Survey of Modeling Capabilities and Needs for the Stationary Energy Storage Industry

Posted: May 21, 2014 - 15:00 / ESA / Reports

Energy Storage (ES) can be used to enhance and support the electric distribution and transmission network, and support the integration and operation of intermittent electric generating resources. The first pumped storage hydroelectric project in the United States was developed nearly a century ago. Compressed air energy storage (CAES) plants have been operated commercially for a few decades.  Thermal storage integrated with concentrating solar plants has been operated at utility-scale for about eight years.  Ice storage is also being used to shift electrical demand and consumption to off-peak periods in commercial deployments. More recently, battery and flywheel based systems have begun commercial operations on the grid to provide ancillary services, and have met performance requirements.

The Energy Storage Association (ESA) recognized this need and contracted with Navigant Consulting, Inc. (Navigant) to assess the current ES modeling capabilities in the industry. Based on Navigant’s investigation, while there has been substantial model development related to ES, there are still a number of key gaps, including:

  1. Incomplete representation of ES characteristics in many models;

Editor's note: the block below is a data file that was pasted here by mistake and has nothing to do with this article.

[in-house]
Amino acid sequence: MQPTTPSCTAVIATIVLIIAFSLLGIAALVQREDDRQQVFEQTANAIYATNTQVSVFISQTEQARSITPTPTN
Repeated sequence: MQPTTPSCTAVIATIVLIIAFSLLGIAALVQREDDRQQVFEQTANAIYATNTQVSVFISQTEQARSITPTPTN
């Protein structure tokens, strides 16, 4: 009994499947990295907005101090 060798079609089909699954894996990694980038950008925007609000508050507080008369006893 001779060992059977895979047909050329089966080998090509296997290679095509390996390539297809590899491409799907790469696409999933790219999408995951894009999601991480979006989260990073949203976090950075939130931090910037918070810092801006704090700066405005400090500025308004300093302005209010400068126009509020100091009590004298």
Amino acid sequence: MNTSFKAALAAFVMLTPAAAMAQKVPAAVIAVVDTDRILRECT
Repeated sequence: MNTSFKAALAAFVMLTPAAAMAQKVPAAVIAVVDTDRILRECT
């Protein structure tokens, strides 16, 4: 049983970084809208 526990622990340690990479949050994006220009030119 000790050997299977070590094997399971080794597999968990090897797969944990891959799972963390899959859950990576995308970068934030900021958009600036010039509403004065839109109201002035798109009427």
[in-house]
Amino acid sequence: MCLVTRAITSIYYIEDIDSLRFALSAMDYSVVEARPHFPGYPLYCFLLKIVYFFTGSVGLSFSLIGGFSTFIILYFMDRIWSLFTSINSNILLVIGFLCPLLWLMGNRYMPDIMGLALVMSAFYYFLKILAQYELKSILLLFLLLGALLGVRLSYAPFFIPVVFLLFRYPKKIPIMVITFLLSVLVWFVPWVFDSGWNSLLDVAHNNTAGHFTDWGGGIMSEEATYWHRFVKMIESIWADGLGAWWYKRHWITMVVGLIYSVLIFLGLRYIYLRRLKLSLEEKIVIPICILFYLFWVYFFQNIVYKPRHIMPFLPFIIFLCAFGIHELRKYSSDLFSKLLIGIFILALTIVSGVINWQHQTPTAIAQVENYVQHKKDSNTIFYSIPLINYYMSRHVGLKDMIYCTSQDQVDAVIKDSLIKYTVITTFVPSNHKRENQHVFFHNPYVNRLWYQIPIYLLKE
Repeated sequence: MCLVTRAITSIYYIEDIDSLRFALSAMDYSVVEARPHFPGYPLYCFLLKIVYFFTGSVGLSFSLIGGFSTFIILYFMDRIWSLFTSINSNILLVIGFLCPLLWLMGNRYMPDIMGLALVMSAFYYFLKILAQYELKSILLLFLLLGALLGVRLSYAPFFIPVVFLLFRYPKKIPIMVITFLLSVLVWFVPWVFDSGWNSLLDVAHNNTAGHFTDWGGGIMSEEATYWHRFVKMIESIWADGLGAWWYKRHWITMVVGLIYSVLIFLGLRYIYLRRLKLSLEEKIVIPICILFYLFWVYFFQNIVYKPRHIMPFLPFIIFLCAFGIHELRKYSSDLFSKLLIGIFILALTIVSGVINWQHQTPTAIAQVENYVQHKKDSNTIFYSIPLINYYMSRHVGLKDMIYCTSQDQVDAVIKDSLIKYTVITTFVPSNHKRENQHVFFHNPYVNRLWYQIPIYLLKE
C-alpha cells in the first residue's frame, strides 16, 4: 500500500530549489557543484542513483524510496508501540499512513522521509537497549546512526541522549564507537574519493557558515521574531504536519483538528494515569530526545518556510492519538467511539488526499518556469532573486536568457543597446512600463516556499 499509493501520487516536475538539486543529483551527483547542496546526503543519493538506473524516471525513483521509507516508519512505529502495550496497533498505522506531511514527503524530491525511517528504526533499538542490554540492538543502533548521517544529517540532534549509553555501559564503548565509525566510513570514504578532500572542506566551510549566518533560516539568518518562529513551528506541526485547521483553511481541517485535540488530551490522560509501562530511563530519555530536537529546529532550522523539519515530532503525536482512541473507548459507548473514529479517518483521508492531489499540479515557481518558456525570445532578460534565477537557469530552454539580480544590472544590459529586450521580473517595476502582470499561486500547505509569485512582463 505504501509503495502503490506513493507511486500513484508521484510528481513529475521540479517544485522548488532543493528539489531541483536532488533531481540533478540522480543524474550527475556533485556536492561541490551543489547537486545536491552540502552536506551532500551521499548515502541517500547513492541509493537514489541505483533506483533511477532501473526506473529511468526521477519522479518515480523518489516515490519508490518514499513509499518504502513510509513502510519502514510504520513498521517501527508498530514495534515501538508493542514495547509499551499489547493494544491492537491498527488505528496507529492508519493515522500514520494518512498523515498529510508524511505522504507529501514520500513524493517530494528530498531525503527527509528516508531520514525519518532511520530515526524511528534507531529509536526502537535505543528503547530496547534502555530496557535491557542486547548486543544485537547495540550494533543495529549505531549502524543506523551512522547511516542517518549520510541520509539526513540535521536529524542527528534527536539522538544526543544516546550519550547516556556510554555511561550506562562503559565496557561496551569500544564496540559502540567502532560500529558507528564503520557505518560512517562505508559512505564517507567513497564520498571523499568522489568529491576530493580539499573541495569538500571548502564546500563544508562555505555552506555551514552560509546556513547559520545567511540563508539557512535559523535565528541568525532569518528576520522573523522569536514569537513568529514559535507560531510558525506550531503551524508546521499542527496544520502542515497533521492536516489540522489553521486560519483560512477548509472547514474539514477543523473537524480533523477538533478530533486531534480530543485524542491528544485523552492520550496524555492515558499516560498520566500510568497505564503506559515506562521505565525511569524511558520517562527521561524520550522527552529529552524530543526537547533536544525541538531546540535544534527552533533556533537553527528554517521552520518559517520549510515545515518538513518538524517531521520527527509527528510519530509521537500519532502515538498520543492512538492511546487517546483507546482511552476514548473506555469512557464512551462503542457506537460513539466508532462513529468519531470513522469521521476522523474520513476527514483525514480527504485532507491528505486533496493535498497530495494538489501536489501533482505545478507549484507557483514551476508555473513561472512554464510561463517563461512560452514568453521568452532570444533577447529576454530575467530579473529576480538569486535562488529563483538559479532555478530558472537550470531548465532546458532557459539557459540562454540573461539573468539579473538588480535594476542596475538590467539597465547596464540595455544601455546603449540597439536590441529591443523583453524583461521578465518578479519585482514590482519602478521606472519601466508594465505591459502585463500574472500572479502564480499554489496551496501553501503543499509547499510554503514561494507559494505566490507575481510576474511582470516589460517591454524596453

2. Stand-alone ES planning tools that are not fully integrated with other utility planning models;
  3. A lack of standardization among tools used to evaluate ES; and
  4. Limits on the data available on ES technologies.

Each of these shortcomings will need to be addressed to improve the analysis of ES applications and their associated costs and benefits.

This study describes each of the models currently used in the industry to evaluate ES technologies. This study does not evaluate the quality or performance of the specific models and tools but rather describes their current capabilities and future development plans, as expressed by the software developers surveyed and other industry experts. The results will help ES industry stakeholders assess whether a particular model can fulfill their needs. The study also highlights shortcomings in current ES modeling to potentially spur the development of new features and software packages to meet the growing demand.